Speaking of time-to-leave alerts, if you add location data to your calendar appointments, the Maps app will calculate how long it should take to drive there, based on current traffic conditions. Then you’ll get a notification a little bit before you have to leave, in order to arrive on time. If you prefer to walk or take transit, just change the Preferred Transportation Type setting in Settings > Maps.
Help while driving
While you’re actually navigating somewhere, most of the screen is taken up by the map, which helpfully flips to night mode in the dark. You’ll see the next turn clearly notated on the top, and a strip along the bottom with your ETA, remaining minutes, and remaining miles, along with the unmistakable red End button.
You can pull up that bottom strip easily with your thumb for more options, all presented as big round buttons it’s easy to recognize and hit, even when holding the phone in one hand—the menu doesn’t extend to the upper half of the screen, so everything is within reach. The options are Gas Stations, Restaurants, Coffee, Overview, Details, and Audio. Overview pulls up to a map of your entire route, with your current location clearly marked. Details is a turn-by-turn list, for when you’re in the passenger seat and the driver wants to hear about the next few turns. Audio is where you’ll select the volume for the voice cues (or turn them off), as well as if you want podcasts and audiobooks to pause when the navigation voice butts in.
As I said earlier, requesting gas, coffee, or a restaurant while you’re navigating is much improved—in my tests since the beta period, it’s faithfully directed me to locations on (or directly off of) my current route of travel. Those routes themselves are pretty solid, too. I haven’t gotten bad directions yet, with testing in the Bay Area and Sacramento, Seattle and points north, Chicago, Milwaukee, and Cincinnati. (It’s been a busy summer.) Walking and transit directions work as well as they did in iOS 9—aside from the app’s new look, those features haven’t changed much.
The Maps app itself is also solid, although I did experience more than a few crashes earlier in the beta period, especially when paired with an Apple Watch running a beta of watchOS 3. The biggest problems were my iPhone running hot while navigating, the navigation crashing (as in, the Maps app stayed open but I was no longer getting directions), or the directions not stopping when I reached my destination, which had a nasty side effect of draining the battery if I didn’t notice and press End for a while after arriving. But as of a week or two before iOS 10 went live, the app’s stability improved by leaps and bounds, and today, I don’t have any of those problems.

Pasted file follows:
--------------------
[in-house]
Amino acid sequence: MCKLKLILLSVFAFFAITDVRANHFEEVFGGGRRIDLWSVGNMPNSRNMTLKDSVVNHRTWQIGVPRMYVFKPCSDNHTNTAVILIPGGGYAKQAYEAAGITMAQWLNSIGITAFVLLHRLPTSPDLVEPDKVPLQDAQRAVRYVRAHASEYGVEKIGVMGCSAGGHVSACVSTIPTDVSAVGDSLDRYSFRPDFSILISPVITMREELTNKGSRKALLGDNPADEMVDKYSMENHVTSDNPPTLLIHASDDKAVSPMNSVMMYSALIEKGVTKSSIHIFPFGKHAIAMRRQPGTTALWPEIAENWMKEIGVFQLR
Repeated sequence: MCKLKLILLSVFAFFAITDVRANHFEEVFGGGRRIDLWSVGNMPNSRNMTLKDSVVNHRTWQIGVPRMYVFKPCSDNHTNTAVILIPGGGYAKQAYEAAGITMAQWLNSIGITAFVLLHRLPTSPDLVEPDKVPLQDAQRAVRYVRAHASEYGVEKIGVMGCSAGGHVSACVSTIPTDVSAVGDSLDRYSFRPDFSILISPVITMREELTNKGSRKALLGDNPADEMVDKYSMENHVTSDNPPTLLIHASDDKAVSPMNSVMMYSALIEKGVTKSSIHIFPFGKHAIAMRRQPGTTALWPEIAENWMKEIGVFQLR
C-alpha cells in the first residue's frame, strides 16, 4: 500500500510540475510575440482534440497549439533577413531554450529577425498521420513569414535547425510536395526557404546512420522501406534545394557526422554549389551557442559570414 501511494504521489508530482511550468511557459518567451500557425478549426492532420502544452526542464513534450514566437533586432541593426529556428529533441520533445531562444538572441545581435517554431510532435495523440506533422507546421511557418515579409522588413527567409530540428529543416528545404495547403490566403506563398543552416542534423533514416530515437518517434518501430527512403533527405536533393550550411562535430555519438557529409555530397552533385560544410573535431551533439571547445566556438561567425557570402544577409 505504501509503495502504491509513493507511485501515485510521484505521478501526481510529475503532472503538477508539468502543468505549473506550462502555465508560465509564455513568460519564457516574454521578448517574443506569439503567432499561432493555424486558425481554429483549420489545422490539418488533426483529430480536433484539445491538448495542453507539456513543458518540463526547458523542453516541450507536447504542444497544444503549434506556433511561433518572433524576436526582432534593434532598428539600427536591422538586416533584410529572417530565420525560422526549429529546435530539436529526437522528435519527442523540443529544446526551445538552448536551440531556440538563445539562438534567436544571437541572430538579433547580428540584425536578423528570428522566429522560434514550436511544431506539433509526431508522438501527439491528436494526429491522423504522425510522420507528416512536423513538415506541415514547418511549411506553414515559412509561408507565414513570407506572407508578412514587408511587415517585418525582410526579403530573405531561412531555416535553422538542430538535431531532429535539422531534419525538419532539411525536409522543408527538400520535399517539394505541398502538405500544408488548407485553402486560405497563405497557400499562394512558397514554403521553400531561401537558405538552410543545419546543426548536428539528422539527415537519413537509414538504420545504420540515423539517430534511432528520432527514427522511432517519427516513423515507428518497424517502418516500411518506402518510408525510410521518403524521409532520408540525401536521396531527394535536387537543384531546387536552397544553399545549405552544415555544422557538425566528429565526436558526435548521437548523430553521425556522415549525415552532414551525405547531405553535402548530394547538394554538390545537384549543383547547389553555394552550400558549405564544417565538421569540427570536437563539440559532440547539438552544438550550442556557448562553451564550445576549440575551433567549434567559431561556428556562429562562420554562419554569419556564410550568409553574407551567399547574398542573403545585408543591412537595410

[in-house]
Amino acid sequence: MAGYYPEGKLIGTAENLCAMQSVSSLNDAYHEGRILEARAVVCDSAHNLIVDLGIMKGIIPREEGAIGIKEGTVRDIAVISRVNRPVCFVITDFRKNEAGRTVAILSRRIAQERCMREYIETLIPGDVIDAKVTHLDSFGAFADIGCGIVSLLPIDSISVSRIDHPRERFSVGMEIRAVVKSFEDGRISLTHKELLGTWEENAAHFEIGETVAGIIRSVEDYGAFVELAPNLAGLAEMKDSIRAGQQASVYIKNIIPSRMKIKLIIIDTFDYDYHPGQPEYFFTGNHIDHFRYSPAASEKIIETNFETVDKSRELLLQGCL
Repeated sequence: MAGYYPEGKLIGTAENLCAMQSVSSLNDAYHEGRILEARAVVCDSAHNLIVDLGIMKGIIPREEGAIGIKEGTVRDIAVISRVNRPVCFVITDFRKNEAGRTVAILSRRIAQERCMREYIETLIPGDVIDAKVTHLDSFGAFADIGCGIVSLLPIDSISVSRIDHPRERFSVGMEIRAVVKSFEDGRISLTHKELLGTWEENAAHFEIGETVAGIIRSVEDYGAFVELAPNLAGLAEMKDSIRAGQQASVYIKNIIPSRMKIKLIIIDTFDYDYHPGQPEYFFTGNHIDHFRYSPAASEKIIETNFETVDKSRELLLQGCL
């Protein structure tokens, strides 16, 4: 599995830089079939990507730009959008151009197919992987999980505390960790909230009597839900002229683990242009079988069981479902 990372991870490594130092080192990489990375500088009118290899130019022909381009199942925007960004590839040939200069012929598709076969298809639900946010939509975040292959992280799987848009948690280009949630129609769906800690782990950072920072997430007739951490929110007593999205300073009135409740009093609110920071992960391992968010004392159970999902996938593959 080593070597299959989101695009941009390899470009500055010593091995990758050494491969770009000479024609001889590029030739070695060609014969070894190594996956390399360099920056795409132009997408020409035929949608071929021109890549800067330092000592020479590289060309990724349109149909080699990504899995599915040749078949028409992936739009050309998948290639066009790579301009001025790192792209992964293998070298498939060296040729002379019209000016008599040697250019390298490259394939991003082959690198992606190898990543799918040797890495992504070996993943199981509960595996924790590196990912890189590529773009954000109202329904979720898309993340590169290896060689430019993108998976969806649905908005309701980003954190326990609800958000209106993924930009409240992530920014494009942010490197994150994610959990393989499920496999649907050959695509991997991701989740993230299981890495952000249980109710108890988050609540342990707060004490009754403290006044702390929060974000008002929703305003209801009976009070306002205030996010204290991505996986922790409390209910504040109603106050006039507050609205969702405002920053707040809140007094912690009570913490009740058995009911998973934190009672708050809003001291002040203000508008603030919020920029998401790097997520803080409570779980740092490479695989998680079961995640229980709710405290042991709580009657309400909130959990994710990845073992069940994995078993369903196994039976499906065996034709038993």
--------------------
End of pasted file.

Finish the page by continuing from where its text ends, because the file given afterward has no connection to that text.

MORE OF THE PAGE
Dude, where’s my car?
In fact, Maps even holds a few hidden delights. One is that Maps can automatically remember where you left your car, if you connect to your car stereo with Bluetooth or CarPlay. Then when you disconnect your phone—somewhere that isn’t your home address—your iPhone will remember that location as a likely place that you left your car. So unless you valet it every time (in which case you only need to remember how to find the valet stand!), you can pop open the map and see your car marked. (If you hate this, you can turn it off in Settings > Maps.)
That mark even shows up as a suggested destination. If you have the Maps Destination widget in your Today view, your parked car will be included, so you’re never more than a couple swipes and a tap from getting walking directions back to your ride.
Maps has three Today widgets that you can mix and match depending on your needs. Maps Destinations shows upcoming and predicted destinations, like your next calendar appointment or where you left your car. Maps Nearby has buttons that act as shortcuts to searches appropriate for the time and place: coffee in the morning, bars and nightlife after dark. And the Maps Transit widget watches for service alerts on your favorite transit lines, so you know if the trains are delayed again. Tap any of those widgets’ controls to quickly launch Maps right to where you want to be—pretty appropriate for a map, isn’t it?
What do you think about the Maps app in iOS 10. Are you satisfied with the more minimal design? Do you love the widgets? Did Apple leave out a feature you think it needs to have? Let us know in the comments.